Friday, February 25, 2011

A Great Unrecorded History: A New Life of E.M. Forster by Wendy Moffat (2010)

I read A Great Unrecorded History: A New Life of E.M. Forster by Wendy Moffat (2010). It's nominally a biography of E.M. Forster, but really it's a biography through a gay lens, which I LOVED. I believe a person's homosexuality really does shade the typical gay and lesbian's life. Our experiences make us different, both sexually and socially. This may be changing - younger gays don't have to hide their sexual orientation in the same way that E.M. Forster and his friends did back in the good old days. But even so, gay men are different from straight men, and pretending otherwise is just silly. E.M. Forster certainly celebrated his homosexuality through friendships, lovers, letters, and support for the first very limited gay civil rights. Moffat does a tremendous job of writing what is essentially a sexual biography; Forster's life seen through the lens of his homosexuality.

There is this tremendous scene from Forster's life at the beginning of the book; he's on walking tour of England, meets a young shepherd, and falls for him in a minute, a rush of passion and romantic love, and I thought "That's how it was; you're a young gay guy, you aren't sure who can be trusted; you meet someone and have a sexual and spiritual connection, maybe for the first time, and it's all fireworks for a while." Years later, Forster meets the shepherd again, but it's not the same - he's moved on in his gay journey, and fantasy fireworks have been replaced by reality, both positive and negative - that's how it is too!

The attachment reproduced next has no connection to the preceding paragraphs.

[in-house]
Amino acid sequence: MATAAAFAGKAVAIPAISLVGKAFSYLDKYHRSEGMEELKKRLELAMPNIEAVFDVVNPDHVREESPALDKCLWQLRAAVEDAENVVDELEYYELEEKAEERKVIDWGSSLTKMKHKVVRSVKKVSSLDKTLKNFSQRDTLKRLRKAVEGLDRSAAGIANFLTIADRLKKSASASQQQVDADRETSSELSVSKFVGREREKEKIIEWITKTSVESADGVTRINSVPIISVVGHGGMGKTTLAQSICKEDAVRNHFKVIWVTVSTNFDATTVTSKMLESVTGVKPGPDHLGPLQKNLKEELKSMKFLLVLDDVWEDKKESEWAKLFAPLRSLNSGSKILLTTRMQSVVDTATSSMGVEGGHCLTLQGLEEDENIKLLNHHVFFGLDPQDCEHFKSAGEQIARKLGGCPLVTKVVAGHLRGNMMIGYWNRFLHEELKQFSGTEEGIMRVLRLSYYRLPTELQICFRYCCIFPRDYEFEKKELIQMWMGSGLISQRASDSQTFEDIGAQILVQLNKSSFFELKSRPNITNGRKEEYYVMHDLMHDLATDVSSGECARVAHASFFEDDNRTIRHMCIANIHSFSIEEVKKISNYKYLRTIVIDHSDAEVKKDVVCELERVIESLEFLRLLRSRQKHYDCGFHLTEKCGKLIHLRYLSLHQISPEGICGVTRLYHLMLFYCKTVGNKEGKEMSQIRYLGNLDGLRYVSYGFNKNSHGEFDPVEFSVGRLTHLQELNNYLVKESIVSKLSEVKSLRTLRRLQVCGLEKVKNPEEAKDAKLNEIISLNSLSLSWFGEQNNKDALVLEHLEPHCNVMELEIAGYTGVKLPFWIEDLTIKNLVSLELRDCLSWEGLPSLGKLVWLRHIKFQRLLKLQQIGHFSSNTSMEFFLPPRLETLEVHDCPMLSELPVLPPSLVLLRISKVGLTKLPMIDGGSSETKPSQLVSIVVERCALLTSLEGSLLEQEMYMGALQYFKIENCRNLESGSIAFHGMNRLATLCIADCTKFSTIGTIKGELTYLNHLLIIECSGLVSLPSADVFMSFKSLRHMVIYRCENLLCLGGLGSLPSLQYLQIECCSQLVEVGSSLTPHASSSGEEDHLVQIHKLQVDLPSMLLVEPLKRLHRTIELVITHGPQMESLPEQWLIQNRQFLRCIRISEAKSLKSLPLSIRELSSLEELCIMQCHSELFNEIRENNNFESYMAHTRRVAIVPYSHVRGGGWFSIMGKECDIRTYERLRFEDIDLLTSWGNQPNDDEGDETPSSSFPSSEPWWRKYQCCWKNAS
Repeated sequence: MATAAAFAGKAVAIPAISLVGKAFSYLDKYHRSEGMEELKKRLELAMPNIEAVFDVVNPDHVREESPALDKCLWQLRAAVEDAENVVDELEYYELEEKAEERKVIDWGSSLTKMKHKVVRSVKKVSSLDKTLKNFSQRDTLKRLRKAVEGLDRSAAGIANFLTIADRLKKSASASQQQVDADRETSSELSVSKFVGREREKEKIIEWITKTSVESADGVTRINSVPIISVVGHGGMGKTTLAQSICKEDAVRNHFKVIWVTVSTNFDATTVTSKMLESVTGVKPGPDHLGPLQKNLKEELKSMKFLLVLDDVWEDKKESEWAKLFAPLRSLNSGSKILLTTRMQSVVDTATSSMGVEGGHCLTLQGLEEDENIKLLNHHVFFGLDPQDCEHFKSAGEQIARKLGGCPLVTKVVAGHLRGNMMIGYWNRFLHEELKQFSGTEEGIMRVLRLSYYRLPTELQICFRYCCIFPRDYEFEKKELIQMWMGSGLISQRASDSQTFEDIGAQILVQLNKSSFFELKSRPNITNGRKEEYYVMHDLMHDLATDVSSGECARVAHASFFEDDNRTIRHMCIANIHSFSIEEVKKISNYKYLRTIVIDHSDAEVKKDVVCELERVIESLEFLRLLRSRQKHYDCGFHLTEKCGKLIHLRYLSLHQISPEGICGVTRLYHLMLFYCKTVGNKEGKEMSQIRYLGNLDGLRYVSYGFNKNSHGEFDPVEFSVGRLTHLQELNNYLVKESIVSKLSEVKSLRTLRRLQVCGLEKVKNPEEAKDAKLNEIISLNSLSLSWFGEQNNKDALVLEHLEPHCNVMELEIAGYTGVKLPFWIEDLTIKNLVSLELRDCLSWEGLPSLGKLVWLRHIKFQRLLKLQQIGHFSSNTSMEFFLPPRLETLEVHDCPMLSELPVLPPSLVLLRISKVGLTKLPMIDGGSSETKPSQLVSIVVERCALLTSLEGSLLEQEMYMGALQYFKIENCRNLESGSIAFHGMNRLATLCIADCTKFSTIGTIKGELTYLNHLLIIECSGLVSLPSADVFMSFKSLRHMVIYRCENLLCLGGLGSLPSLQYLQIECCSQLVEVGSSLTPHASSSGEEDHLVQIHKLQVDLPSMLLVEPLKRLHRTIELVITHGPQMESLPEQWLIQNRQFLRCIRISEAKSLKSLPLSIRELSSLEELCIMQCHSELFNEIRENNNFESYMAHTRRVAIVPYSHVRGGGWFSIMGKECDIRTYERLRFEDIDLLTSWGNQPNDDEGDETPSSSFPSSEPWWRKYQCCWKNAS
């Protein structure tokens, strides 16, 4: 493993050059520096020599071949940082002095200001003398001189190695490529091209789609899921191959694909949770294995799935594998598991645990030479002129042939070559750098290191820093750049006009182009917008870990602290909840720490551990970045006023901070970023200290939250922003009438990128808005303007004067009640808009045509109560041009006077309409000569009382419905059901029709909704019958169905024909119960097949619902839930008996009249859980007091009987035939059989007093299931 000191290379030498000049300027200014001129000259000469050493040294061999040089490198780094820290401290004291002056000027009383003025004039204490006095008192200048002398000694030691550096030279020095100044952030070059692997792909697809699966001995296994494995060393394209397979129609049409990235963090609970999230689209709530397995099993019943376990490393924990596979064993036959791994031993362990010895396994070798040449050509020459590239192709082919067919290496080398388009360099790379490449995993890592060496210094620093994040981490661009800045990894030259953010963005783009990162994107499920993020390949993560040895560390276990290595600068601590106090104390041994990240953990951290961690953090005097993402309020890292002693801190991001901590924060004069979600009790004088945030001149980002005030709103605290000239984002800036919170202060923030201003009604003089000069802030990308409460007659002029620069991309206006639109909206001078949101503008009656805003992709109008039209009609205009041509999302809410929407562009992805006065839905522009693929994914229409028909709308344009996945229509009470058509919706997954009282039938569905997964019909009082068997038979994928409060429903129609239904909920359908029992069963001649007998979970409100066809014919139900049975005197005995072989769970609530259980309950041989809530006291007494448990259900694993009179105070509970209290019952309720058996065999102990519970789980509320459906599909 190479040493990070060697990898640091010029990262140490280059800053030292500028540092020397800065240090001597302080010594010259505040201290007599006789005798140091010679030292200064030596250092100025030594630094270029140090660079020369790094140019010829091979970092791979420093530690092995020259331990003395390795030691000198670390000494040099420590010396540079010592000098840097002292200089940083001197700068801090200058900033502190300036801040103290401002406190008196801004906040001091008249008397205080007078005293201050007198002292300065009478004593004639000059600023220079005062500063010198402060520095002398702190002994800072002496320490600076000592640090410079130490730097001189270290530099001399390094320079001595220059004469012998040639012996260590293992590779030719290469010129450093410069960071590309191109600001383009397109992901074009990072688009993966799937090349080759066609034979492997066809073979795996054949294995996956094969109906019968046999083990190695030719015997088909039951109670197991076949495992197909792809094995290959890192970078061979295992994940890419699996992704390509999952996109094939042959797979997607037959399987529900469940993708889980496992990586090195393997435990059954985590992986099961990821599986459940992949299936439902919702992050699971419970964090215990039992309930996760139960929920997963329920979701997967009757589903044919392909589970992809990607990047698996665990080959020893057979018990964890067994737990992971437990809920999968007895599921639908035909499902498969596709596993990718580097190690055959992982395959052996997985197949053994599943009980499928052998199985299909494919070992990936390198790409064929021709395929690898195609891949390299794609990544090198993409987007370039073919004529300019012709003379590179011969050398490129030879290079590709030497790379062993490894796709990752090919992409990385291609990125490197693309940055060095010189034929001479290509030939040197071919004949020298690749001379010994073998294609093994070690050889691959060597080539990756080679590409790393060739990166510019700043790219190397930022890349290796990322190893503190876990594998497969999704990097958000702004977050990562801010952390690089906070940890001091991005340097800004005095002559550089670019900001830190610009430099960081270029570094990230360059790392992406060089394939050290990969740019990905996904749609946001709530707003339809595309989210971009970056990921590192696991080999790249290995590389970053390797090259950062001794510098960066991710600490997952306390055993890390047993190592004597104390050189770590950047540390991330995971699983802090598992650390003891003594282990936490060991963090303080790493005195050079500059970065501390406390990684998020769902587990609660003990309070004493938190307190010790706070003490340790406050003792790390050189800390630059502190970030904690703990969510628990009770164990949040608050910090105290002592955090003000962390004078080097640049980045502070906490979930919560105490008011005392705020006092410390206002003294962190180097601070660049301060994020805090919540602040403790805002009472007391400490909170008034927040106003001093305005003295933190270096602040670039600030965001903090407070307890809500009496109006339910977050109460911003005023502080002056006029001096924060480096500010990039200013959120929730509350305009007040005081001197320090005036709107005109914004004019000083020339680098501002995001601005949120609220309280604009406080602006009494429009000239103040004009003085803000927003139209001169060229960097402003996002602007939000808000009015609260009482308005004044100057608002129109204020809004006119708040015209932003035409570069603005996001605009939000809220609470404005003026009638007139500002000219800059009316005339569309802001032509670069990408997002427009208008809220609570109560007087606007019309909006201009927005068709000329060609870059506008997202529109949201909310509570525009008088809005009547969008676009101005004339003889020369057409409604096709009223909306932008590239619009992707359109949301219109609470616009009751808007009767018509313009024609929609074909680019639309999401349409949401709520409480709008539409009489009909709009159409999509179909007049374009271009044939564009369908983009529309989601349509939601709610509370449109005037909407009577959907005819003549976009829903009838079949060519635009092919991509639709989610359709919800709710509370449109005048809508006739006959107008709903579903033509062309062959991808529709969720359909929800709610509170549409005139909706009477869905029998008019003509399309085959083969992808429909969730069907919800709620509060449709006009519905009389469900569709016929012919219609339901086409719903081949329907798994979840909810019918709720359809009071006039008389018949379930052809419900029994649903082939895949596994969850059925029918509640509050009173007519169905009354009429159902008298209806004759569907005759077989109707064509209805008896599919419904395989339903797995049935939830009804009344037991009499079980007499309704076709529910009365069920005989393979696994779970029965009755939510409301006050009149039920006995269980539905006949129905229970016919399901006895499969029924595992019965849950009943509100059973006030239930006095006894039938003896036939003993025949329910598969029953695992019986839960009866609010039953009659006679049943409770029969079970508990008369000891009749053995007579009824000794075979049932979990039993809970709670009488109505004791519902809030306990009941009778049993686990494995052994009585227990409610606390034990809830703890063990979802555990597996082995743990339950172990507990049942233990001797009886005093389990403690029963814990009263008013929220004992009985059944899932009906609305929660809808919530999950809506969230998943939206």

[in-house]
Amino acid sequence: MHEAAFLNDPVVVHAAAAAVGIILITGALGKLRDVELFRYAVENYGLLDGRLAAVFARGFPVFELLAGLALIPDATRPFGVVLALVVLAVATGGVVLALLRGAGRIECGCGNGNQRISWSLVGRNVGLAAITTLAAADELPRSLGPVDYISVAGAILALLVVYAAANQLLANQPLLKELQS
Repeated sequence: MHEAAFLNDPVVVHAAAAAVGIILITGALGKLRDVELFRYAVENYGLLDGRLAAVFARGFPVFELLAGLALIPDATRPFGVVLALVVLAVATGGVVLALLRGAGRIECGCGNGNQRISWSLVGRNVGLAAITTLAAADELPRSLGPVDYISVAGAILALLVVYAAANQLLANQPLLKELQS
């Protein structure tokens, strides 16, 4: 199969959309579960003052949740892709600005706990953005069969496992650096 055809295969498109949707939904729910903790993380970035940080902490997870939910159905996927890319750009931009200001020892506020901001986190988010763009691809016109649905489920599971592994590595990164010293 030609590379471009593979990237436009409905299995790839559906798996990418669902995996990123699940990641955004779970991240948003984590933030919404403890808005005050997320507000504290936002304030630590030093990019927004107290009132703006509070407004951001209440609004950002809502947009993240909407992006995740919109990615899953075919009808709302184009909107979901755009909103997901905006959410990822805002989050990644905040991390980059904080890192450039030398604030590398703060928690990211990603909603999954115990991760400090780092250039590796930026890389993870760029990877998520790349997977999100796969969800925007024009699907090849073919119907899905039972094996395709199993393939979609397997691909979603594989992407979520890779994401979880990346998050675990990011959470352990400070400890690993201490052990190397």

I love Forster's writing, and now I consider him kind of a gay hero. It's never been easy being a gay man, and that was certainly true throughout Forster's life. But he carved a healthy, happy, pretty normal life as openly gay as it was safe to be back then. He's pretty damn cool.

Wednesday, February 23, 2011

Shades of Sorcery and Cecelia... Shades of Milk and Honey by Mary Robinette Kowal (2010)

I read Shades of Milk and Honey by Mary Robinette Kowal (2010), which is set in the same time period as my all time favorite The Sorcery and Cecelia by Caroline Stevermer and Patricia C. Wrede, but isn't even close to being as good. All the reviews I read mention Jane Austen and magic, which is completely accurate, and Kowal does an excellent job of catching the Austen tone. But I kept wondering what the point of including all the magic - it seemed really wasted. The magic in Sorcery and Cecelia seemed appropriate and added to the plot; but replace the word "glamor" with "art" and you'd still have the same story. Still, I finished the book, and I'd certainly read a sequel (if there is going to be one).

Wednesday, February 16, 2011

The good book well has run dry...

At least this week. Sacred Scars by Kathleen Duey (2010) was disappointing. In the first book in the series, Skin Hunger, a veil of doom and gloom hung over the book in the most heavenly horrifying way. And while I wanted that same feeling in the second book, I also wanted something to happen! I was okay with the heavy hand of fate knocking slowly at the door in Book 1, but I guess I need action at some point. Sacred Scars was literally Skin Hunger revisited. Not a sequel, but a continuation - and I wondered why they were even two books ( a publishing thing, I guess). I think I would have continued reading if they had been two books, but as it was, I just couldn't get in the mood. Maybe some other time.